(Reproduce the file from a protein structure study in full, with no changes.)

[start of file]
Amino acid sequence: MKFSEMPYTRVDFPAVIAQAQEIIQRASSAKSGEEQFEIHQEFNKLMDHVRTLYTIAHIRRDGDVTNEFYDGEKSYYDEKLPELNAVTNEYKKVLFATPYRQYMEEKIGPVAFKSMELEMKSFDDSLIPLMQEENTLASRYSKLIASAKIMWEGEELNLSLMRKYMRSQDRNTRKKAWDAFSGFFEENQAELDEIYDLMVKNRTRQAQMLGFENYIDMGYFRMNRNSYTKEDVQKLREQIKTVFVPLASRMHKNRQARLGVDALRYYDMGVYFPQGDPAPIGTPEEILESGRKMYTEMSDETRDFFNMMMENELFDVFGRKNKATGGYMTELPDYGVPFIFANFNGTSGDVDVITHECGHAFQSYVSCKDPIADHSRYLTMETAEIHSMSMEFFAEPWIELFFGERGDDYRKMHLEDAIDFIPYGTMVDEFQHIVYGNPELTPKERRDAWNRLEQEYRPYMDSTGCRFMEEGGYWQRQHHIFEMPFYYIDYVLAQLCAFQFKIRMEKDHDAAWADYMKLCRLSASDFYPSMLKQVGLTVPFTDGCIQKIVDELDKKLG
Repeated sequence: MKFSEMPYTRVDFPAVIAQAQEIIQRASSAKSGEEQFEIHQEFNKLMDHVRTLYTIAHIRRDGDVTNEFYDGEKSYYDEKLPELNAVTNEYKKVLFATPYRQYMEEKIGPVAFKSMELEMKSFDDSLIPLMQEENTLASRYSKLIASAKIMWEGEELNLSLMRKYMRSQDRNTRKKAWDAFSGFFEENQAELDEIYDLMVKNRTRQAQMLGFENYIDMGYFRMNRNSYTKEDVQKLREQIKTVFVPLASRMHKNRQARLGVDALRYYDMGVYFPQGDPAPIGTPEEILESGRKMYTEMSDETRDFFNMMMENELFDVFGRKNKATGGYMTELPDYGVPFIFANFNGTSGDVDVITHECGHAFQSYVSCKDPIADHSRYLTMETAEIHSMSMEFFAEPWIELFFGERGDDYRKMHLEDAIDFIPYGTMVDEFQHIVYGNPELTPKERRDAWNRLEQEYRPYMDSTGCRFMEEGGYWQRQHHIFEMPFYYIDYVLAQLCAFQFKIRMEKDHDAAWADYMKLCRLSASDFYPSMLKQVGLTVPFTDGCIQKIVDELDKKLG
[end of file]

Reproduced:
Amino acid sequence: MKFSEMPYTRVDFPAVIAQAQEIIQRASSAKSGEEQFEIHQEFNKLMDHVRTLYTIAHIRRDGDVTNEFYDGEKSYYDEKLPELNAVTNEYKKVLFATPYRQYMEEKIGPVAFKSMELEMKSFDDSLIPLMQEENTLASRYSKLIASAKIMWEGEELNLSLMRKYMRSQDRNTRKKAWDAFSGFFEENQAELDEIYDLMVKNRTRQAQMLGFENYIDMGYFRMNRNSYTKEDVQKLREQIKTVFVPLASRMHKNRQARLGVDALRYYDMGVYFPQGDPAPIGTPEEILESGRKMYTEMSDETRDFFNMMMENELFDVFGRKNKATGGYMTELPDYGVPFIFANFNGTSGDVDVITHECGHAFQSYVSCKDPIADHSRYLTMETAEIHSMSMEFFAEPWIELFFGERGDDYRKMHLEDAIDFIPYGTMVDEFQHIVYGNPELTPKERRDAWNRLEQEYRPYMDSTGCRFMEEGGYWQRQHHIFEMPFYYIDYVLAQLCAFQFKIRMEKDHDAAWADYMKLCRLSASDFYPSMLKQVGLTVPFTDGCIQKIVDELDKKLG
Repeated sequence: MKFSEMPYTRVDFPAVIAQAQEIIQRASSAKSGEEQFEIHQEFNKLMDHVRTLYTIAHIRRDGDVTNEFYDGEKSYYDEKLPELNAVTNEYKKVLFATPYRQYMEEKIGPVAFKSMELEMKSFDDSLIPLMQEENTLASRYSKLIASAKIMWEGEELNLSLMRKYMRSQDRNTRKKAWDAFSGFFEENQAELDEIYDLMVKNRTRQAQMLGFENYIDMGYFRMNRNSYTKEDVQKLREQIKTVFVPLASRMHKNRQARLGVDALRYYDMGVYFPQGDPAPIGTPEEILESGRKMYTEMSDETRDFFNMMMENELFDVFGRKNKATGGYMTELPDYGVPFIFANFNGTSGDVDVITHECGHAFQSYVSCKDPIADHSRYLTMETAEIHSMSMEFFAEPWIELFFGERGDDYRKMHLEDAIDFIPYGTMVDEFQHIVYGNPELTPKERRDAWNRLEQEYRPYMDSTGCRFMEEGGYWQRQHHIFEMPFYYIDYVLAQLCAFQFKIRMEKDHDAAWADYMKLCRLSASDFYPSMLKQVGLTVPFTDGCIQKIVDELDKKLG